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As rising levels of carbon dioxide push the greenhouse effect into overdrive, agriculture all over the world is going to be affected; harvests will shrink, crops will come under attack from invasive parasites and diseases, and inevitably subsistence farmers and small landholders in the world's poorest countries are going to suffer.
In comparison to rich and developed countries, Bangladesh's carbon footprint is statistically insignificant, yet its citizens are facing imminent displacement from their lands, lives and hopes due to rising sea levels — and this is just one example of a worldwide phenomenon.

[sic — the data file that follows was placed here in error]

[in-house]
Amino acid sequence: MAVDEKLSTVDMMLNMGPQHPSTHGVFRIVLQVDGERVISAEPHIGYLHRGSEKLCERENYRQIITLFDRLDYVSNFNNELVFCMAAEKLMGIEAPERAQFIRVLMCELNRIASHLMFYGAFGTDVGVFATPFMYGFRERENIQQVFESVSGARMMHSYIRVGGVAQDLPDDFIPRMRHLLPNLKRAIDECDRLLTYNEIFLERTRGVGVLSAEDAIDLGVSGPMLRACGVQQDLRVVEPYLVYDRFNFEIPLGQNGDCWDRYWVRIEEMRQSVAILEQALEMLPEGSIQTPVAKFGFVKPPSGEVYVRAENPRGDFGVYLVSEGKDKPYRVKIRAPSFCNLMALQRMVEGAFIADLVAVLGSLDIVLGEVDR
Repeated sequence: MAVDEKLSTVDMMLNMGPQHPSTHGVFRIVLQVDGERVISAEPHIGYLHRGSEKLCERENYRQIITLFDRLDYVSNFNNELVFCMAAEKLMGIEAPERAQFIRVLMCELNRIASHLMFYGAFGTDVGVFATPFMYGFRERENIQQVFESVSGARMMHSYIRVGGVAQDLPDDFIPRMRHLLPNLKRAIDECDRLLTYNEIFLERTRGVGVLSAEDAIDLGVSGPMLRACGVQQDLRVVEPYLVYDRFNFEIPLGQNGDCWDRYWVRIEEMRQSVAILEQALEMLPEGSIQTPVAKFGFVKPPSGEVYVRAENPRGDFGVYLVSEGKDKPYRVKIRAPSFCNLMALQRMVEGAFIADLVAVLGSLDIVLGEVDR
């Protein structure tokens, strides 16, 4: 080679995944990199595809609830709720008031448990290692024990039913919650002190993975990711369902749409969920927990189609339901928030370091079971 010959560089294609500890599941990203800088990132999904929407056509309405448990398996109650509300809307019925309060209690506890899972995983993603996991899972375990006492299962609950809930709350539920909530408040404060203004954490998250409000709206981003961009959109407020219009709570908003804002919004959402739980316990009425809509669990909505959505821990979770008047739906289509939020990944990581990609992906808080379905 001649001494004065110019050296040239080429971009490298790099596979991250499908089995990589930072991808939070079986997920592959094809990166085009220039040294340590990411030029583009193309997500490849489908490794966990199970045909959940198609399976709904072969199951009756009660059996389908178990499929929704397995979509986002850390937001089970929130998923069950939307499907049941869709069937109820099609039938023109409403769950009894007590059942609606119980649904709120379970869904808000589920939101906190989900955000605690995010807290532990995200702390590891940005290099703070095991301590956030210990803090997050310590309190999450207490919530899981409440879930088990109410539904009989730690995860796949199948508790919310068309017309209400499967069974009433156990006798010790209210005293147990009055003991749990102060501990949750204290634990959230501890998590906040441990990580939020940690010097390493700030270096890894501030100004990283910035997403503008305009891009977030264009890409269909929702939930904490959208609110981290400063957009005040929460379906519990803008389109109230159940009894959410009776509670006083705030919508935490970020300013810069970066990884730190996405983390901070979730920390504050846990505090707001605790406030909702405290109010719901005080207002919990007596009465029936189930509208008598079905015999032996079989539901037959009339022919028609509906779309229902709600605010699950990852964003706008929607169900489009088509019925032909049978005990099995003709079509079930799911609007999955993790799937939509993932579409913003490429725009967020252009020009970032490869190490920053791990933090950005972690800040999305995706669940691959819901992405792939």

The cruel irony of global warming is that while the greenhouse emissions triggering planetary warming are produced by the richest and most privileged among us, those who are already economically and politically disenfranchised will reap the whirlwind.
History notes many cases of intentional genocide in the service of colonialism and economic expansion. Climate change's impact on the world's poorest people wasn't planned, but that's no consolation. It falls to the developed world to act responsibly on the climate crisis, or to shoulder the blame for a catastrophe with both environmental and humanitarian dimensions.